The Council welcomes the Federal Government’s announcement to establish a redress scheme, which is crucial to ensuring that survivors can access justice for the abuse they have suffered.
The approach accords with the recommendations of the Royal Commission into Institutional Responses to Child Sexual Abuse, which called for a direct personal response to deliver justice for survivors.
The Law Council of Australia President Stuart Clark AM said the decision was a necessary one.
“Survivors of child sexual abuse have suffered injuries that are often uniquely severe and long lasting,” Mr Clark said.
“In many cases survivors have not been able to receive appropriate redress or compensation and there has been a failure to recognise their significant trauma.”
Prior to and throughout the Royal Commission’s consultation and reporting on redress and civil litigation, the Law Council called for the development of a Commonwealth redress scheme. Support for a scheme was included in the Law Council’s 2016 Election Platform.
“A government run redress scheme has greater capacity to be independent and transparent than institution run schemes, which is why it was recommended by the Royal Commission,” Mr Clark said.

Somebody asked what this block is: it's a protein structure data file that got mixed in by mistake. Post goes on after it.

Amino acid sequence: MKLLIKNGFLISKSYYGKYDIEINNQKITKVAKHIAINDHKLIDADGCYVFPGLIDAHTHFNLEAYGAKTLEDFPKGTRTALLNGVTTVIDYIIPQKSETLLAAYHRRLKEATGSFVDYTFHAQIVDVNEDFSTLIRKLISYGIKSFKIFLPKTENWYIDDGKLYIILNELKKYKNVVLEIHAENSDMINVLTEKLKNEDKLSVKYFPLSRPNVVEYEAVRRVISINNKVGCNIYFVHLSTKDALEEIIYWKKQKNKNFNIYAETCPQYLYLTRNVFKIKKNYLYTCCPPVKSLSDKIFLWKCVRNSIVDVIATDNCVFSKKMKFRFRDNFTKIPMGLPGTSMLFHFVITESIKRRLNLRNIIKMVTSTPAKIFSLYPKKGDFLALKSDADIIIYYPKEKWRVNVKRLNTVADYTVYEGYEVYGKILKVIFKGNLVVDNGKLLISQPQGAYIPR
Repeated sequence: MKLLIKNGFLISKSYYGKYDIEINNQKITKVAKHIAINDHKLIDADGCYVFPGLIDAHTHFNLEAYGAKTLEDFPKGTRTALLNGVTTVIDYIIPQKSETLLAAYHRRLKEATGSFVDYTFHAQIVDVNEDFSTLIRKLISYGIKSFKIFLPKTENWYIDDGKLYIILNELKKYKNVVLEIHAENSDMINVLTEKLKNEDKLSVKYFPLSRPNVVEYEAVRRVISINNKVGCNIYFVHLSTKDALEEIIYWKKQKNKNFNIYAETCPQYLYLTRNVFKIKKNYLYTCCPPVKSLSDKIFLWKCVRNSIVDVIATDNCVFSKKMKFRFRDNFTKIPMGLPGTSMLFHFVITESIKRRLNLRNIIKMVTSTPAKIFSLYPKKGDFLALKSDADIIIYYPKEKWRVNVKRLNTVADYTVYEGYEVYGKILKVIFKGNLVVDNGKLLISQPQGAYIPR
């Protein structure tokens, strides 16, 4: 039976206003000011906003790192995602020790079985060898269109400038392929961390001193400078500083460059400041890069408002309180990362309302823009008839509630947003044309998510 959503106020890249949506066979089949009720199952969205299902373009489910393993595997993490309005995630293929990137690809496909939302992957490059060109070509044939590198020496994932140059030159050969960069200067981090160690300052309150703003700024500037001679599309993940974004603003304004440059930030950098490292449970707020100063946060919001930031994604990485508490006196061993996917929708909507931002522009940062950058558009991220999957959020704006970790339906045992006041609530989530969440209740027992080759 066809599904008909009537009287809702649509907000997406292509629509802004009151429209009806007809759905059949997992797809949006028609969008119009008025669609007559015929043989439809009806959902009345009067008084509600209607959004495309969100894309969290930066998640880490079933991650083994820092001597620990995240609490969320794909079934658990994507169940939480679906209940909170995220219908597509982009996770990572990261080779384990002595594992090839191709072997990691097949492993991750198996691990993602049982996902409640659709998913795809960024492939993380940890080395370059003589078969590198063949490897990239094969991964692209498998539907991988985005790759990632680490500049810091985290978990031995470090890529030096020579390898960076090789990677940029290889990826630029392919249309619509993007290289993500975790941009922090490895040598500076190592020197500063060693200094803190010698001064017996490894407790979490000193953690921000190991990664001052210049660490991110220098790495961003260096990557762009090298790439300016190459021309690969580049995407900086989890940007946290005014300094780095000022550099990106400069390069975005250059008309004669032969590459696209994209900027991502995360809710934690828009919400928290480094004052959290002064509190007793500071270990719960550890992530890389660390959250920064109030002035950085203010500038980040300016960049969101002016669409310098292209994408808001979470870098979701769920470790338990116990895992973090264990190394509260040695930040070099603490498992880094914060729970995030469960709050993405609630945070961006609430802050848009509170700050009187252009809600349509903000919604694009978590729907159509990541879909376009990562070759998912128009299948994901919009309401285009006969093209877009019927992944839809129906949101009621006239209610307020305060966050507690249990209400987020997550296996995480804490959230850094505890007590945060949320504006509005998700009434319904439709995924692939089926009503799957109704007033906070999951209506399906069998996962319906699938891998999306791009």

“The decision by the Commonwealth to be the funder of last resort is particularly welcome, because it will ensure that survivors can still receive redress even when an institution has closed or become insolvent.
“We are now calling upon States and Territories to work with the Commonwealth to ”opt-in” to the Commonwealth scheme to ensure consistent and equal treatment for survivors of abuse.
“It is also vital that provision be made for additional funding for legal aid commissions, Aboriginal and Torres Strait Islander legal services, and appropriate community legal services to assist applicants in navigating the redress scheme,” Mr Clark said.
Patrick Pantano: Public Affairs Anil Lambert: Media